What You Don’t Know Can Hurt You: The importance of family violence screening tools for family law practitioners

Informational Interviews

As described earlier in this report, the research team conducted 17 informational interviews. Information gathered through these interviews was largely consistent with the findings from the literature review and from analyzing the tools: that while screening is common for both mediators and health care providers, it is ad hoc and less common among FLPs. Interviews also revealed that when women’s shelters screen for FV, it is largely to assist in the process of safety planning with women. See Appendix B for overview of participant sectors.

Few of the lawyers interviewed indicated that they use a formal screening tool. Rather, they tended to rely on the presence of “red flags” and the ongoing development of a relationship with a client to identify opportunities to open a discussion about violence and abuse.

Interviews further revealed that not all lawyers screen every client. Four of the interviewed lawyers indicated that they do and three that they do not. Mediators, including lawyers who conduct mediation, screen every client.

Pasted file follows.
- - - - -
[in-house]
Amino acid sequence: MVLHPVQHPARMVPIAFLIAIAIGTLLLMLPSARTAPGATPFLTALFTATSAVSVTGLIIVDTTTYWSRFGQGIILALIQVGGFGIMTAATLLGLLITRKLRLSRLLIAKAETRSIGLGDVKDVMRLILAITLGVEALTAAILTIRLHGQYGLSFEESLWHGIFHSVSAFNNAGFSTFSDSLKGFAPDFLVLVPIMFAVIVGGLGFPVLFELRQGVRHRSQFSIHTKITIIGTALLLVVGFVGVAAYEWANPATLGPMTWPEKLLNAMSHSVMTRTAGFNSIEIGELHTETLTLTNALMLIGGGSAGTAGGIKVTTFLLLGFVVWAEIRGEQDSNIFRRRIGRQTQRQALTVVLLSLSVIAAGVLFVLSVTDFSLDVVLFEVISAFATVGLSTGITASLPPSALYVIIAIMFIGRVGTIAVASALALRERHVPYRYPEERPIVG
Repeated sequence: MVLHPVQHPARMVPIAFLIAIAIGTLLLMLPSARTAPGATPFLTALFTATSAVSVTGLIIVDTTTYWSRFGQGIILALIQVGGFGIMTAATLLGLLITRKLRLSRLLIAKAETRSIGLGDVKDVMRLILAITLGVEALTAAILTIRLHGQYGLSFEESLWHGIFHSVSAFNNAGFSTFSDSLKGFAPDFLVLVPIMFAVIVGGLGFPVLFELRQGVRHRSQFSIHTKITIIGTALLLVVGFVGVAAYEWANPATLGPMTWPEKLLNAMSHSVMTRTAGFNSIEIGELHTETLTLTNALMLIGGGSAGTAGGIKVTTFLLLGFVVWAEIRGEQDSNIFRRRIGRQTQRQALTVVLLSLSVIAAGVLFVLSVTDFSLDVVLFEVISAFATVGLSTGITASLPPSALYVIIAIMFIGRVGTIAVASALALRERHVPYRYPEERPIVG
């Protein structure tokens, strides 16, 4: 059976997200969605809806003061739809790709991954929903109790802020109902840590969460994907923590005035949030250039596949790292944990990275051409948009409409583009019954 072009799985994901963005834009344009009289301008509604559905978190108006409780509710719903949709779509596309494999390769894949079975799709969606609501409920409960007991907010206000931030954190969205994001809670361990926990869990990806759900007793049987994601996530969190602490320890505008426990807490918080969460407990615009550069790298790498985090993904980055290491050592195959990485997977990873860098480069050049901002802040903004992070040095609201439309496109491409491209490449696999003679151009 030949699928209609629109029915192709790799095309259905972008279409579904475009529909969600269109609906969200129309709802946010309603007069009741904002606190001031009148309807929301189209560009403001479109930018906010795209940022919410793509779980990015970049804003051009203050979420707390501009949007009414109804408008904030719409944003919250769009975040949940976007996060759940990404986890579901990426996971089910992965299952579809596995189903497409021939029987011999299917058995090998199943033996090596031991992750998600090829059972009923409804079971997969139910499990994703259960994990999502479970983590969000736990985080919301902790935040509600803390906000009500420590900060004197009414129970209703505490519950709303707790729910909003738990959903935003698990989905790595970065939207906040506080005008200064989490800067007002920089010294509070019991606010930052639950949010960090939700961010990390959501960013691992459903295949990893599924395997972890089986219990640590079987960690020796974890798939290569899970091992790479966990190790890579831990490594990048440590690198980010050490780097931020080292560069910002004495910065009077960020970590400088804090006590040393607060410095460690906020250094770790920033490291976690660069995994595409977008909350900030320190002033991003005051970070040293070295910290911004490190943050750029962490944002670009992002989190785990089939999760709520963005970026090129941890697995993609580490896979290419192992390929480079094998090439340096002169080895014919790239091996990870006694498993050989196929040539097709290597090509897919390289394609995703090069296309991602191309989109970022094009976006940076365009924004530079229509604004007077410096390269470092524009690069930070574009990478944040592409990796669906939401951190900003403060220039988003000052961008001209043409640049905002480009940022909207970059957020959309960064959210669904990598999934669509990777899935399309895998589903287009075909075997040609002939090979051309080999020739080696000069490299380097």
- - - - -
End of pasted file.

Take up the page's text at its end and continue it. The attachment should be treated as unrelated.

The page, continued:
Both mediators and lawyers indicated that screening happens throughout their relationship with a client and that it is an ongoing process.

Three lawyers said they would use a standardized tool if one existed, four lawyers said they might and one lawyer responded “no” to this question. Those who were unsure and the lawyer who responded “no” indicated they were concerned that using a tool might lead them to miss signs of abuse not identified by the tool.

The interviews produced a number of suggestions as to what features would make a screening tool helpful:

Many of those interviewed felt strongly that training is extremely important; perhaps even more important than the precise construction of the tool that is used.